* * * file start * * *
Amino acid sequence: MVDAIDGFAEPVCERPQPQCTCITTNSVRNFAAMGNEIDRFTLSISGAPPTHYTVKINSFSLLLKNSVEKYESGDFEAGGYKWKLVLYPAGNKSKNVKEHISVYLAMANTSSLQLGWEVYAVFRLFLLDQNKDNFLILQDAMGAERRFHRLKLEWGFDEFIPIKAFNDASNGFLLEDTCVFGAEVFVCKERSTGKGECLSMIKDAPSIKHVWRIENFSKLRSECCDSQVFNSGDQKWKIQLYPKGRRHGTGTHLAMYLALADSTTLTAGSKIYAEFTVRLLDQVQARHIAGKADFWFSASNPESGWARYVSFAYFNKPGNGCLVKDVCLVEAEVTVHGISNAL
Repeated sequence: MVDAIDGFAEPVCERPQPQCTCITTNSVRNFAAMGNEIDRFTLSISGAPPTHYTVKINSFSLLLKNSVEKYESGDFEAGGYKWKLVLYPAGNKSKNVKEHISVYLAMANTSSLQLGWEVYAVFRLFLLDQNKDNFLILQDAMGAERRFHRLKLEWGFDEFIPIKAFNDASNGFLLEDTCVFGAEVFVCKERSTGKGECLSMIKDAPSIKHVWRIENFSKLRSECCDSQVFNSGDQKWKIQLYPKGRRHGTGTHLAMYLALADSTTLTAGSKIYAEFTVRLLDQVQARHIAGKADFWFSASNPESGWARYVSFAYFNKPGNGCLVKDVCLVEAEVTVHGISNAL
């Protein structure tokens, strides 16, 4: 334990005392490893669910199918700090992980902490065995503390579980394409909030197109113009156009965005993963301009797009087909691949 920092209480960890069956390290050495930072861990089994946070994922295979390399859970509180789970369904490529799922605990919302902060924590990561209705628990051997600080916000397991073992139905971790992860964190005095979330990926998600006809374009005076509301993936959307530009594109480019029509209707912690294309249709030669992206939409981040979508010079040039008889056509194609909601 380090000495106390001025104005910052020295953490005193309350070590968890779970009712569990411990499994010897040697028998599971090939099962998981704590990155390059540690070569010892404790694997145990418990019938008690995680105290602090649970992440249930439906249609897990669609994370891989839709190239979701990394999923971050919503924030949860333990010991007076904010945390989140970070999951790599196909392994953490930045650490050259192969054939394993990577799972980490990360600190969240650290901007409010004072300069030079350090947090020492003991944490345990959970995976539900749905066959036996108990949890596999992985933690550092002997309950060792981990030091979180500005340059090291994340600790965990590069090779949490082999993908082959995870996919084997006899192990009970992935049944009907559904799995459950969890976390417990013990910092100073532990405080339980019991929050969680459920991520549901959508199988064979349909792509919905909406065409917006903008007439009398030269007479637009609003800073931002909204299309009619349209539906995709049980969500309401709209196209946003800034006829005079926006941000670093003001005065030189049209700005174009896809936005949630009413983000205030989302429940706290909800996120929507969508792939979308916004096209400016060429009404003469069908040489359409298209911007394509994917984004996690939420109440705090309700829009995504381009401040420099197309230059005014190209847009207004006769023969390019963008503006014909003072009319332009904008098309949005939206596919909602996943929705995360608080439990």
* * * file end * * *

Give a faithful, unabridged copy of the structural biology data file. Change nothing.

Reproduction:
Amino acid sequence: MVDAIDGFAEPVCERPQPQCTCITTNSVRNFAAMGNEIDRFTLSISGAPPTHYTVKINSFSLLLKNSVEKYESGDFEAGGYKWKLVLYPAGNKSKNVKEHISVYLAMANTSSLQLGWEVYAVFRLFLLDQNKDNFLILQDAMGAERRFHRLKLEWGFDEFIPIKAFNDASNGFLLEDTCVFGAEVFVCKERSTGKGECLSMIKDAPSIKHVWRIENFSKLRSECCDSQVFNSGDQKWKIQLYPKGRRHGTGTHLAMYLALADSTTLTAGSKIYAEFTVRLLDQVQARHIAGKADFWFSASNPESGWARYVSFAYFNKPGNGCLVKDVCLVEAEVTVHGISNAL
Repeated sequence: MVDAIDGFAEPVCERPQPQCTCITTNSVRNFAAMGNEIDRFTLSISGAPPTHYTVKINSFSLLLKNSVEKYESGDFEAGGYKWKLVLYPAGNKSKNVKEHISVYLAMANTSSLQLGWEVYAVFRLFLLDQNKDNFLILQDAMGAERRFHRLKLEWGFDEFIPIKAFNDASNGFLLEDTCVFGAEVFVCKERSTGKGECLSMIKDAPSIKHVWRIENFSKLRSECCDSQVFNSGDQKWKIQLYPKGRRHGTGTHLAMYLALADSTTLTAGSKIYAEFTVRLLDQVQARHIAGKADFWFSASNPESGWARYVSFAYFNKPGNGCLVKDVCLVEAEVTVHGISNAL
């Protein structure tokens, strides 16, 4: 334990005392490893669910199918700090992980902490065995503390579980394409909030197109113009156009965005993963301009797009087909691949 920092209480960890069956390290050495930072861990089994946070994922295979390399859970509180789970369904490529799922605990919302902060924590990561209705628990051997600080916000397991073992139905971790992860964190005095979330990926998600006809374009005076509301993936959307530009594109480019029509209707912690294309249709030669992206939409981040979508010079040039008889056509194609909601 380090000495106390001025104005910052020295953490005193309350070590968890779970009712569990411990499994010897040697028998599971090939099962998981704590990155390059540690070569010892404790694997145990418990019938008690995680105290602090649970992440249930439906249609897990669609994370891989839709190239979701990394999923971050919503924030949860333990010991007076904010945390989140970070999951790599196909392994953490930045650490050259192969054939394993990577799972980490990360600190969240650290901007409010004072300069030079350090947090020492003991944490345990959970995976539900749905066959036996108990949890596999992985933690550092002997309950060792981990030091979180500005340059090291994340600790965990590069090779949490082999993908082959995870996919084997006899192990009970992935049944009907559904799995459950969890976390417990013990910092100073532990405080339980019991929050969680459920991520549901959508199988064979349909792509919905909406065409917006903008007439009398030269007479637009609003800073931002909204299309009619349209539906995709049980969500309401709209196209946003800034006829005079926006941000670093003001005065030189049209700005174009896809936005949630009413983000205030989302429940706290909800996120929507969508792939979308916004096209400016060429009404003469069908040489359409298209911007394509994917984004996690939420109440705090309700829009995504381009401040420099197309230059005014190209847009207004006769023969390019963008503006014909003072009319332009904008098309949005939206596919909602996943929705995360608080439990």